Diphenhydramine use disorder and withdrawal on hospital admission [abstract] Abstract uri icon
  • Background: Diphenhydramine is a first-generation antihistamine that antagonizes muscarinic receptors and fast sodium channels. It is commonly employed to treat allergies, insomnia, pruritis, and extrapyramidal symptoms. Inexpensive and readily available overthe- counter, diphenhydramine is also misused for its hallucinogenic and anxiolytic properties. Dependence and tolerance have been published previously. We describe the case of a woman with well-documented diphenhydramine use disorder presenting with cholinergic excess due to acute diphenhydramine withdrawal during psychiatric hospitalization. Case report: A 31-year-old woman with schizoaffective disorder, antisocial personality disorder, and mental retardation was brought to the emergency department (ED) for altered mental status and several days of decreased appetite. She was well-known to the ED for repeated diphenhydramine overdoses and myriad psychiatric presentations. Initial physical exam revealed a disoriented, incoherent, tachycardic, and mydriatic female with dry mucous membranes and decreased bowel sounds. Intermittent twitching of the left leg was noted; no abnormal reflexes or clonus were documented. Home medications included fluphenazine depot injection (last received 10 days prior), mirtazapine, gabapentin, quetiapine, and diphenhydramine. Intravenous physostigmine (1.5 mg) was administered for presumed anticholinergic delirium, with no documented improvement in her mental status or her vital signs. She was admitted for evaluation of altered mental status of unclear etiology; toxicology was not consulted. Home mirtazapine was continued as needed for sleep, but other home medications were held. She was prescribed lorazepam as needed for agitation. Delirium and tachycardia persisted despite transfer to an inpatient psychiatric floor. She developed tachypnea, hypertension, tremor, lower extremity clonus, marked hypersalivation, moderate mioisis and profound diaphoresis. She repeatedly requested quetiapine and diphenhydramine. The toxicology service was consulted on hospital day 7 to evaluate for serotonin syndrome. She was found to have pronounced patellar reflexes and ankle clonus in addition to findings above. Mirtazapine was discontinued, and lorazepam and cyproheptadine were administered without objective improvement in symptoms; the patient noted subjective worsening. She acknowledged chronically ingesting 30–50 diphenhydramine tablets daily for many months prior to admission. Fifty milligrams of diphenhydramine were given, and her diaphoresis and drooling diminished within 2 h; she reported subjective improvement. Diphenhydramine 50mg was initiated four times daily, with resolution of tachycardia, diaphoresis, hypersalivation, increased tone and clonus over 24 h. Mental status cleared. She was placed on an 8-day diphenhydramine taper which she completed prior to discharge. Discussion: Diphenhydramine, an inexpensive over-the-counter medication widely considered to be safe, is commonly abused, with physical tolerance and dependence previously described. Cholinergic upregulation is plausible in this context, and was present in this patient, whose history of substantial daily diphenhydramine intake placed the patient at risk of withdrawal with abrupt discontinuation of the drug. Upregulation of cholinergic receptors, increased acetylcholine production, or downregulation of cholinesterases may be contributory in this setting. Conclusions: Although diphenhydramine dependence and tolerance has previously been described, acute diphenhydramine withdrawal heralded by the development of a state of cholinergic excess responsive to diphenhydramine replacement is not previously described. The serial assessment of this patient by multiple toxicologists strongly suggested the diagnosis.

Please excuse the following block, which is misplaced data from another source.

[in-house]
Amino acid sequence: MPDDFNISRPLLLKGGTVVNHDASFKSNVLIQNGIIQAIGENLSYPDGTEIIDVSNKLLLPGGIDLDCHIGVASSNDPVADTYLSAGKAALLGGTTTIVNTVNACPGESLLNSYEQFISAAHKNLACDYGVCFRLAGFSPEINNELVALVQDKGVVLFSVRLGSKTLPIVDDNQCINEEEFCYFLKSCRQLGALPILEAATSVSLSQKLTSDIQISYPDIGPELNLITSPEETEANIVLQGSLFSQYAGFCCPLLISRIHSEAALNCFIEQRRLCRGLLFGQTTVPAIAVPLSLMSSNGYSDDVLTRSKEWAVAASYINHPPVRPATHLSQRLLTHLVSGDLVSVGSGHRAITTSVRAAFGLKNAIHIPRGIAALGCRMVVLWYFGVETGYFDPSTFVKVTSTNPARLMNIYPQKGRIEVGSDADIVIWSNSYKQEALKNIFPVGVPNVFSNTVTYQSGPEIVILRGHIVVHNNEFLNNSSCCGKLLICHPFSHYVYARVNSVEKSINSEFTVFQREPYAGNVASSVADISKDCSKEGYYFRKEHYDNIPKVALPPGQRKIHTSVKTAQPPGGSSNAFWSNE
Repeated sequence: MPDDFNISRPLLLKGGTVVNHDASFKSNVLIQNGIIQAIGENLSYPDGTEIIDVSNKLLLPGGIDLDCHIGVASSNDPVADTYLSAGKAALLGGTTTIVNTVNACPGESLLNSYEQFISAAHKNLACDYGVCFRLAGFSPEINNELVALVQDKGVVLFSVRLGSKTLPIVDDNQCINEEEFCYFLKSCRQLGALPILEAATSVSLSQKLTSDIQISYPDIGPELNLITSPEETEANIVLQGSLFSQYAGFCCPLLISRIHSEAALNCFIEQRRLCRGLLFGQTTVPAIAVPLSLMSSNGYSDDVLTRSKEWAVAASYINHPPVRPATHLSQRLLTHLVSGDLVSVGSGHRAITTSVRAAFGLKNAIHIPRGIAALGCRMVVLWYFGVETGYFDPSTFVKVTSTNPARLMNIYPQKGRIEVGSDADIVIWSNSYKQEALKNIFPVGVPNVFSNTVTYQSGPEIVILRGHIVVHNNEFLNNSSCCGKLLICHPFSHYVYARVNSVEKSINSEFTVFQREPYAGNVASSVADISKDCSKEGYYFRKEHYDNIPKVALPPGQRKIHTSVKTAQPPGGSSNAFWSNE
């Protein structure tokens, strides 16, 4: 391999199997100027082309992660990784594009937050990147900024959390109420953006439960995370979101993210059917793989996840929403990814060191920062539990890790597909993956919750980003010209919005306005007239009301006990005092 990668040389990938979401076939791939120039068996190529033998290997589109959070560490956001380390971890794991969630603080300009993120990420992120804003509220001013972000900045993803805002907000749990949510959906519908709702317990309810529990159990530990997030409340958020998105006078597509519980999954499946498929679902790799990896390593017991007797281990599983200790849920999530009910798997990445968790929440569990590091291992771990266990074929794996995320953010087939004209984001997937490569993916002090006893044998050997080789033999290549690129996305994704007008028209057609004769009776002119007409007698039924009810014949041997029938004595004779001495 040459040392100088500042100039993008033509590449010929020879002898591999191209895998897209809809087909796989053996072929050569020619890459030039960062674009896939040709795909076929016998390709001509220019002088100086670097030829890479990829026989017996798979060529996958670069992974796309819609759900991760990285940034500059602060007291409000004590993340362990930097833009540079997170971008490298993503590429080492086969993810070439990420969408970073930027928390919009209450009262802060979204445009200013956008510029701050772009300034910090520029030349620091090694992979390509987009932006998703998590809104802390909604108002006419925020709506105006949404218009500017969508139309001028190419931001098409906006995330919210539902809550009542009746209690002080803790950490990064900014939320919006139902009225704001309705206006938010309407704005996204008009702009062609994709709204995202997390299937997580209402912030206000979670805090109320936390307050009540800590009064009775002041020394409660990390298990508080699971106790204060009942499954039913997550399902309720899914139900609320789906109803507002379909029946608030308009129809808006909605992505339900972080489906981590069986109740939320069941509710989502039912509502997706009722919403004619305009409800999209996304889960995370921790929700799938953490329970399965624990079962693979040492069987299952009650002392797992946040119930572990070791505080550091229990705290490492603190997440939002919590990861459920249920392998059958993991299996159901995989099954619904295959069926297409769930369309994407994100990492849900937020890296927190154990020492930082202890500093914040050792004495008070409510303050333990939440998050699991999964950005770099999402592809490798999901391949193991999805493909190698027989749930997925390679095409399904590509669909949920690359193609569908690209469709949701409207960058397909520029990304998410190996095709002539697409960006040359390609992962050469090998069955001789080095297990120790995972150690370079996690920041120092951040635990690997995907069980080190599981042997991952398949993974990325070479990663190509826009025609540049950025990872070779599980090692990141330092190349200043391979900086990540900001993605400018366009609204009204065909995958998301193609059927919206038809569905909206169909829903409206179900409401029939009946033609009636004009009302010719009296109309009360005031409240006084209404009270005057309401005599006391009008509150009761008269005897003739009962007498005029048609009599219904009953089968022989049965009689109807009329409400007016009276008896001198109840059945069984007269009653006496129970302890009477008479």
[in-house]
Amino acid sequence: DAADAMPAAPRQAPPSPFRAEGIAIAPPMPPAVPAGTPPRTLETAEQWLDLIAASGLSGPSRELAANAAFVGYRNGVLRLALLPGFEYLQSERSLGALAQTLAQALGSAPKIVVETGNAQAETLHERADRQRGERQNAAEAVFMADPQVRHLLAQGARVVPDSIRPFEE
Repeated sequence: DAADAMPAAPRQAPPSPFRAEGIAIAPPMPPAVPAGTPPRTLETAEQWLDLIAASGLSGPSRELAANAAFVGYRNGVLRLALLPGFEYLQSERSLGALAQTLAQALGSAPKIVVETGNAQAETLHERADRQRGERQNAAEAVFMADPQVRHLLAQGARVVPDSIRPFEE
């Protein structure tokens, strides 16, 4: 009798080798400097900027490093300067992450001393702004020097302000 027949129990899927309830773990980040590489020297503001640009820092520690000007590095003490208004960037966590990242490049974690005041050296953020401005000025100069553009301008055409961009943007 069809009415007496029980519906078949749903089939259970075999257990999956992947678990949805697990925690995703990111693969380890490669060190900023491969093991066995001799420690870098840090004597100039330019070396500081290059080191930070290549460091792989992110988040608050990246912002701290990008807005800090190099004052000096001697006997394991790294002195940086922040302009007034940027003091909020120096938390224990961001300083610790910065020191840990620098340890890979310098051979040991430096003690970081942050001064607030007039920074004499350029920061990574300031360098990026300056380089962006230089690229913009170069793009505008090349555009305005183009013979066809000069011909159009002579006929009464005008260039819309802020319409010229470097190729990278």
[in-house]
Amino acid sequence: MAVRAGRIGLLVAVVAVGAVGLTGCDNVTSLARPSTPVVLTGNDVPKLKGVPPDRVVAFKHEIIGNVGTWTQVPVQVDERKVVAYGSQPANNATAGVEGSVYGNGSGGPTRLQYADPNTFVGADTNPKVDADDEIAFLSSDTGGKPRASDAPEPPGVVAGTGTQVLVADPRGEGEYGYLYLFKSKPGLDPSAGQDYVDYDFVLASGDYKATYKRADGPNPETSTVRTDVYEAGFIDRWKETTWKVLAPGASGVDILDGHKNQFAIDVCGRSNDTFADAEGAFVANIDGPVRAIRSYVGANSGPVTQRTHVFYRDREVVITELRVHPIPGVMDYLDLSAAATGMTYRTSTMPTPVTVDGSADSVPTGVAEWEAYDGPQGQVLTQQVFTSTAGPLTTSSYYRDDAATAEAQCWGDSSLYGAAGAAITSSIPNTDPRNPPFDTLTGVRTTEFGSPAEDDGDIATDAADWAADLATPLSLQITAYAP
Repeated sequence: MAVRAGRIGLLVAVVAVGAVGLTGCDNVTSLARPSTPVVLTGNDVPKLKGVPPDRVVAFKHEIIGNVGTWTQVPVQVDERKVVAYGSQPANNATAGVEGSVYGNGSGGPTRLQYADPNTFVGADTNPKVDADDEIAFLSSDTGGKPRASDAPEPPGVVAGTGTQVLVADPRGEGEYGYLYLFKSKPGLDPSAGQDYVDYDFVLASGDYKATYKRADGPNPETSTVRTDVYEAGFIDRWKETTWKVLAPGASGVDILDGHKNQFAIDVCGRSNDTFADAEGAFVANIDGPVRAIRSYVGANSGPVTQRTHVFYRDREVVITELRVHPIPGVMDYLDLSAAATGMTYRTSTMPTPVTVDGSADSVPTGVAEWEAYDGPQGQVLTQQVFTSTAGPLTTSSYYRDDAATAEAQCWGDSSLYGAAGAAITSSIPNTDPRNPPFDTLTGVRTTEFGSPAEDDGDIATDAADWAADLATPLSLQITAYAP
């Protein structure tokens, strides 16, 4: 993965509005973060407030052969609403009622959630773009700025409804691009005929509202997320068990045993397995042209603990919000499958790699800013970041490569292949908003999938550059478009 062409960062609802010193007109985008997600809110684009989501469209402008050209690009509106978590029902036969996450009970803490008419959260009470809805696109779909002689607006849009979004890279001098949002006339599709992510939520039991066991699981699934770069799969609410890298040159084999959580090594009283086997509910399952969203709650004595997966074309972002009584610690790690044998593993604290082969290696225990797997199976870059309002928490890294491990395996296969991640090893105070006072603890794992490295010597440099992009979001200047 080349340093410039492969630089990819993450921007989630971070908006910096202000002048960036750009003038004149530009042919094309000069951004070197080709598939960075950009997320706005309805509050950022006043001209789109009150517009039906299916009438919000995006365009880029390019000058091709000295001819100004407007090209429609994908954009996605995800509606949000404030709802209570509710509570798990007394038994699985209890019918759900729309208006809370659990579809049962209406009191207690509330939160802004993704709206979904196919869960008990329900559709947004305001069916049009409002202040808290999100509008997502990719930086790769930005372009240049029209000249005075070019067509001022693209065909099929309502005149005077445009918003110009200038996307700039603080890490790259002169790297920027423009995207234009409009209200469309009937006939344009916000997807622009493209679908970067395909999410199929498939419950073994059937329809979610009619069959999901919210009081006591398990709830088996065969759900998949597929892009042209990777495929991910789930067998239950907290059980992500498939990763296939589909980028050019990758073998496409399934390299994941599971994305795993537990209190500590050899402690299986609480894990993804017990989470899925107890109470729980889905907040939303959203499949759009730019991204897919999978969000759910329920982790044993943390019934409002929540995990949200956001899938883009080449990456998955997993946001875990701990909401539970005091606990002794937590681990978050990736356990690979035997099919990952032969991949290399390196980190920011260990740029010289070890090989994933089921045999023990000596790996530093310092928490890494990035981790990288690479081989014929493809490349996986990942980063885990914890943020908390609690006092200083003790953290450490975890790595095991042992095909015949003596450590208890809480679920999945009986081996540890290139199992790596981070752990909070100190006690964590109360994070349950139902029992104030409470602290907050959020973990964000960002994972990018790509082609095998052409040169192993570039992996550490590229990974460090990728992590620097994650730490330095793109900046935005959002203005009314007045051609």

• publication date
  • 2017
  • Research
  • Drugs and Drug Therapy
  • Emergency Medicine
  • Poisoning
  • Substance Abuse
  • Additional Document Info
  • 55
  • issue
  • 7